Which was more than fair enough.

Elizabeth also felt like an outsider when it came to the team. Conversation with them individually consisted of uncomfortable small talk, and as a group barely any talk at all. Too soon, she knew, making it difficult to approach any of them most of the time, although John or Rodney would approach her; John to ask her how she and the city was, his surreptitious way of resuming his duties without any actual resuming; Rodney ensuring no one was butchering any of the projects he'd left behind. Teyla was spending more time with her people though she always came back at the end of the day. Ronon just wandered as though he'd forgotten how to stay in one place.

The rest of the time they were like ghosts, vanishing off the face of the world, going where no one could find them. Kate assured that this was nothing more than a coping mechanism, but it still made Elizabeth restless. She always wanted to seek them out when they vanished, make sure they were all right, yet felt she didn't have the right to. Even Carson was hesitant about it.

Here the team was, home, and it was easy to forget that. Elizabeth sometimes found herself missing them again as if they were still gone. Even within sight she missed them; missed how they were, missed how it used to be. It was selfish to want life to revert back to the way it had been, because it always involved wanting to forget what caused the change in the first place. It made light of the hell the team had been through, which wasn't fair to them.

So Elizabeth shoved back the desire to always seek them out. When she became too restless to sit still, she would wander to the infirmary in hopes of catching at least a glimpse of them, give them a small greeting in passing if she could and settle for that much at least.

"Think they'll be all right, Carson?" she asked.

Beckett, fussing with replacing items on a metal shelf, shrugged. "I'm not the one to be asking, lass."

"I'm asking for your opinion, not a clinical assessment," she replied.

Carson sighed and set the box of new medications on the counter by the shelf. "John, Teyla and McKay have developed a bit of an aversion to touch, and Ronon gets down right feral if anyone makes one of the team so much as cringe. I think this just one of those situations where it's going to take a bloody long amount of time to get over, and even then there's going to be a residue of the experience affecting them. But they're a strong bunch. I honestly believe it impossible for them not to overcome this."

Elizabeth believed that, had to believe that, even with what she was seeing trying to tell her otherwise. Sheppard, so damn thin it hurt to look at him, taking complicated routes or the long way just to avoid the chance of brushing up against other people. Rodney, always flinching, cringing, if someone so much as raised a hand. Teyla, subdued, having to force herself to make eye-contact. And like Carson said, Ronon could get quite vicious when it came to watching his teams' backs. He almost had Dr. Munce wetting his pants after barking at him for hounding Rodney about the physics department hogging some lab in some sector. While Elizabeth practiced easy restraint in avoiding forced normalcy, many in Atlantis couldn't get it through their heads to issue the same courtesy. Although it didn't help that Rodney had re-immersed himself back into his work.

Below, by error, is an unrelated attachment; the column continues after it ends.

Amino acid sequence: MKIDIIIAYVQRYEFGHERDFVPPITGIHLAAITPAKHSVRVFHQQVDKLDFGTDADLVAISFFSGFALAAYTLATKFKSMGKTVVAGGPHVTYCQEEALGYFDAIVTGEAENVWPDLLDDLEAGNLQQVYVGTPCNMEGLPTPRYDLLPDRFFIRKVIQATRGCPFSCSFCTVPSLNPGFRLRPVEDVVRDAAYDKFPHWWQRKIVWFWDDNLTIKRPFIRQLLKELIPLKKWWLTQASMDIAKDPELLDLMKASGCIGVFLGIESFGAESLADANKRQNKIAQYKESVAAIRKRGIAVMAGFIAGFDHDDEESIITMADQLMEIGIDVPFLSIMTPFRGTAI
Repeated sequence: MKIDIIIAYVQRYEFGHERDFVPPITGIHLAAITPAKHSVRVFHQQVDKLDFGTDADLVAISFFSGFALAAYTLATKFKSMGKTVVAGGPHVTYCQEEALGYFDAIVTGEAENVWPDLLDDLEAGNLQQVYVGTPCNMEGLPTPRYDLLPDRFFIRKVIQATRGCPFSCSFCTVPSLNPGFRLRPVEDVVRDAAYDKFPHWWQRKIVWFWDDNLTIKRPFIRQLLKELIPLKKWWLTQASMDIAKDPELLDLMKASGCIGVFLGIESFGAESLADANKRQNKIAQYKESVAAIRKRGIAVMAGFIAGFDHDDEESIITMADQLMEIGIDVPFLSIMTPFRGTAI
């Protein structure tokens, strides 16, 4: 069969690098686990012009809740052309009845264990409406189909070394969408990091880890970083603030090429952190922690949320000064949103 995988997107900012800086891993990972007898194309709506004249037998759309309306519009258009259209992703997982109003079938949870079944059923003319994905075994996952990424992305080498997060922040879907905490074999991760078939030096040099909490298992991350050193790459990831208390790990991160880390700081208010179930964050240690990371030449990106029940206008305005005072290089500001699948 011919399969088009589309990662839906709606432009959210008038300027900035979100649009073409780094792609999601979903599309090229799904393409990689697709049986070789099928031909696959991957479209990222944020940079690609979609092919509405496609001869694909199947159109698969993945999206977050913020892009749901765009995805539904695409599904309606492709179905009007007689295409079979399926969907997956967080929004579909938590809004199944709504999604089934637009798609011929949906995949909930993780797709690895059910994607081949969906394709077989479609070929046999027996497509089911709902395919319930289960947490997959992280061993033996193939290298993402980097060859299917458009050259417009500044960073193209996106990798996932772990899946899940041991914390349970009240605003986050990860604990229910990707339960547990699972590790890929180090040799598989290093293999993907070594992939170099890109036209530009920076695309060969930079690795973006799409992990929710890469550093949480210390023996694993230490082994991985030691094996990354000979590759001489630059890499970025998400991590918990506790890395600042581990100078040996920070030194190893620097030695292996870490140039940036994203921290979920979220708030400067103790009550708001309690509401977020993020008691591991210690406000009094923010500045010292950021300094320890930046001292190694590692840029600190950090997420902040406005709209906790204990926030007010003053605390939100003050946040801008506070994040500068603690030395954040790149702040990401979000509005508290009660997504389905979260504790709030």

It all added up to making Elizabeth feel justified in her concern. She never consciously sought them out, but always kept an eye open for them where ever she went.

Which is how she came upon them in the rec-room while she was heading to her quarters. It was the sound of Teyla laughing that had her pause and back-track to lean against the entrance, watching the four watch the Ancient screen. There was no movie, just a video game, a car racing one with Ronon up against Rodney. The four sat side by side on the floor, Ronon and Rodney on the ends with Teyla and John in the middle and blankets over all four laps. Ronon kept trying to run Rodney's car off the road, Rodney outmaneuvered him with a smug "ha!", Sheppard offered pointers and Teyla was all grins over her teammates' antics.

Elizabeth just stared at them, finally getting to see what she had missed for so long, silencing the doubts that wouldn't let her forget the possibility that there might be no recovery for any of them.

Like hell.

Okay, so what she was seeing she wouldn't call a miraculous turn around, where everything had automatically fallen back into place with all else forgotten. It was merely a moment of quiet, one that would be followed by other moments as the four came to realize just how over everything they'd been through was. They would remember safety, trust, contentment and gradually – imperceptibly – begin to shift, refilling the void of their regular lives until everything now was just a memory. It was the way they were. Pushing on, moving on, and making sure they didn't go it alone. In the months they'd been gone, Elizabeth had almost forgotten that. Very foolish of her, really. She'd seen what this team could do. She was seeing it now.

It was more probable that there would be recovery, because Carson was right: they are a strong bunch.

And they were home.

The End

A/N: It's over! (Sniffle, sob, sniffle). And I'm sad that it is. As hard as some of the chapters tried to be, I really enjoyed writing this. I do plan on, one day (when I have it more planned out) writing a tag to this that involves some more healing both mentally and physically, I just haven't decided how to go about it though I have several ideas.

What do you guys think? Should it involve, maybe, a return trip to earth for R and R? (I know it sounds a bit cliché but they're such fun stories to write, and I haven't been able to do many.) Should they stay on Atlantis? Maybe they go hang with the Athosians. I'm open to suggestions.